Lanark's aviation history marked
Lanark's contribution to aviation history has been marked at a special event.
A memorial was unveiled at the town's racecourse to commemorate its role as Scotland's first airfield.
The ceremony coincides with the 100th anniversary of an international aviation meeting which attracted at least 200,000 spectators in 1910.
The memorial has been erected by a charity which aims to preserve former airfields as heritage sites.
The Airfields of Britain Conservation Trust (ABCT) said Lanark played an important role in early aviation.
Kenneth Bannerman, ABCT's founder, said: "This memorial is our way of recognising Lanark's place in aviation history and we hope it will add to efforts to ensure its significance is not forgotten.
"Indeed, this is the first of a number of memorials we plan to establish across Scotland to help celebrate these magnificent sites."
The town's racecourse played host to the Scottish international aviation meeting between 6 and 13 August, 1910.
The event, during which pilots from seven countries demonstrated their skills to onlookers below, proved highly popular.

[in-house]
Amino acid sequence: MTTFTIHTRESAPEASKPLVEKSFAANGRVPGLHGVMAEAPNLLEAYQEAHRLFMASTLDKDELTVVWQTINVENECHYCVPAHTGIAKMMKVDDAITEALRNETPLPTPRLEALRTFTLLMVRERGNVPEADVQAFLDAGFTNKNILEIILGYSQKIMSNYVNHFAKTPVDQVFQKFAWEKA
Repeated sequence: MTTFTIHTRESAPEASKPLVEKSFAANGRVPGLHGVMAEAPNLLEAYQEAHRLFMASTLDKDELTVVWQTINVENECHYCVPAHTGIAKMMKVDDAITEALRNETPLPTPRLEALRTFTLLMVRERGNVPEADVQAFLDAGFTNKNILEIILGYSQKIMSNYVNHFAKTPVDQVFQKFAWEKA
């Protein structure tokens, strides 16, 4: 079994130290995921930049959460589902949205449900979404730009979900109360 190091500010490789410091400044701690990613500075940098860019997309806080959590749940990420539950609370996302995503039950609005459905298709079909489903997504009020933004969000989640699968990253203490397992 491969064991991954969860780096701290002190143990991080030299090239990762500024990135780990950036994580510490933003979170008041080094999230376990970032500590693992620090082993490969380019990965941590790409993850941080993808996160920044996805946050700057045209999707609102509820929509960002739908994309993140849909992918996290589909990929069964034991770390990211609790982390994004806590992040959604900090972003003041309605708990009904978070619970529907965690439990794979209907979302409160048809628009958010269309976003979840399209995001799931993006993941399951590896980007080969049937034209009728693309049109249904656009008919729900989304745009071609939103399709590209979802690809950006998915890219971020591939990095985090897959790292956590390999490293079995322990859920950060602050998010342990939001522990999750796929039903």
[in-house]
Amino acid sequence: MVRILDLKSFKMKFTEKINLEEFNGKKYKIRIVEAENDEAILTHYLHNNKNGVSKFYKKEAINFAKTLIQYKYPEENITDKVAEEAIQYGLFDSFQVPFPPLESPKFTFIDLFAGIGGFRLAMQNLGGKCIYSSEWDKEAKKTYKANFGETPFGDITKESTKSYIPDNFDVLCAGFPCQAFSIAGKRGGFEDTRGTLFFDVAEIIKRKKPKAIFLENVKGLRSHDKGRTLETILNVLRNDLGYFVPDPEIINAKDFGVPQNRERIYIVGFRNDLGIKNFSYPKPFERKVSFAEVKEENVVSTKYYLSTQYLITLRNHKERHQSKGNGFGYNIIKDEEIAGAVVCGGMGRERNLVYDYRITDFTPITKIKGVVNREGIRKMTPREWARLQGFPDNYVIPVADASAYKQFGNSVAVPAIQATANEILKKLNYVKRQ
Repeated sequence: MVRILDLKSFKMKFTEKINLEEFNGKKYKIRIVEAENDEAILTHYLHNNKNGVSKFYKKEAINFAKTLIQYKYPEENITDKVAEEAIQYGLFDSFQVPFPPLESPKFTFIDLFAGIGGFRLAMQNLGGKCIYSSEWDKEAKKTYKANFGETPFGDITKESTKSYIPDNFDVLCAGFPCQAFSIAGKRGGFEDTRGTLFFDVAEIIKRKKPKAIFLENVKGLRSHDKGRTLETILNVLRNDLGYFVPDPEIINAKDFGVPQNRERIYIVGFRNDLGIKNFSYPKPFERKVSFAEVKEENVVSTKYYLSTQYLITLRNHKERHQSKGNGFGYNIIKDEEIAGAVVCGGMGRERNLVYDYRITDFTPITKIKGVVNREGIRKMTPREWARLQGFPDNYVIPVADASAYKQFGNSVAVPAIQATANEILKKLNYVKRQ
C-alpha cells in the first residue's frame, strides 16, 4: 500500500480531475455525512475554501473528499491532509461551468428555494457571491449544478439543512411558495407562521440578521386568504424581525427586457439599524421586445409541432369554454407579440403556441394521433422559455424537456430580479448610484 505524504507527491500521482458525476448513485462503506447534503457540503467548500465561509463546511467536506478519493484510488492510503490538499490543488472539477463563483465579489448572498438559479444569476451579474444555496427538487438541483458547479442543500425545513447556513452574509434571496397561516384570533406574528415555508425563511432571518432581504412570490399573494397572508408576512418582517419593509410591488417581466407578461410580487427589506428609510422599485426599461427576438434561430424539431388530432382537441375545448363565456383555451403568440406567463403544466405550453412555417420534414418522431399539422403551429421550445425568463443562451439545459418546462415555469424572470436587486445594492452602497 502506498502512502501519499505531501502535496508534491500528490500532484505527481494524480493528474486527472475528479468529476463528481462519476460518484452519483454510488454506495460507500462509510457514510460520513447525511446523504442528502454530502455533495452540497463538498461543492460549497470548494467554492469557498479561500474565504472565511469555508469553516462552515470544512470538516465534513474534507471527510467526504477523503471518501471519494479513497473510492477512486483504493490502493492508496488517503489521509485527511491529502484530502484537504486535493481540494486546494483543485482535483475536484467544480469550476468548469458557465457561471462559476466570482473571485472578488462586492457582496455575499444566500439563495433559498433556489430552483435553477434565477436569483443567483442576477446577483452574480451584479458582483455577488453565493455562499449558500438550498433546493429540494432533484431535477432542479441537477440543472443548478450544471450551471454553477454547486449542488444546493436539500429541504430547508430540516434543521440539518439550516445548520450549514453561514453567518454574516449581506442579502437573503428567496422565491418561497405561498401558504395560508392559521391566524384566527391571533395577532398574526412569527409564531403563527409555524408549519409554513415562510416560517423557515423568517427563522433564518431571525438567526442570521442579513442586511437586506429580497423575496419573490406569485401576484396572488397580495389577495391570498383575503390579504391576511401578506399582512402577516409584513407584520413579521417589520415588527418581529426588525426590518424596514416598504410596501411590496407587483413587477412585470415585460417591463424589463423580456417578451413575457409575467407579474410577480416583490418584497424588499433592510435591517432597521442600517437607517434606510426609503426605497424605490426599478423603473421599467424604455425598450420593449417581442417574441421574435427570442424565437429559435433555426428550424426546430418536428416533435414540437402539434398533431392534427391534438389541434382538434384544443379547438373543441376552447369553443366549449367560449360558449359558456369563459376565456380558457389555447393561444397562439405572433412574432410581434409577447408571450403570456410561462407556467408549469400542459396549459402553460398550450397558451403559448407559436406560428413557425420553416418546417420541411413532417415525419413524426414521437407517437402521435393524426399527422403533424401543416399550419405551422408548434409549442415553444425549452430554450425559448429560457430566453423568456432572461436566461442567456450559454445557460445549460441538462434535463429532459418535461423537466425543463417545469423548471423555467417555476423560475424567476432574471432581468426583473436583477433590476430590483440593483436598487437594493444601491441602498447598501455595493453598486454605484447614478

At least 200,000 people are thought to have paid to attend over the course of the week, but the event still lost money.
The racecourse went on to see more flying activity, and early Scottish aviation pioneer WH Ewen later opened his flying school there in May 1911.
He made various flights but bad weather persuaded him to move his operation to the south of England the following autumn.
Later, there were occasional civil aircraft flying displays at Lanark during the 1920s and 1930s.
In the early summer of 1949 a licence for two grass landing strips at the racecourse was granted for light aircraft, but that only lasted for a few years.
Various requests in early 1958 for a civil or military airstrip at Lanark were refused.
Loganair was later recorded in March 1963 as pressing for Lanark to be regularly used for business aircraft.
The racecourse was closed in October 1977.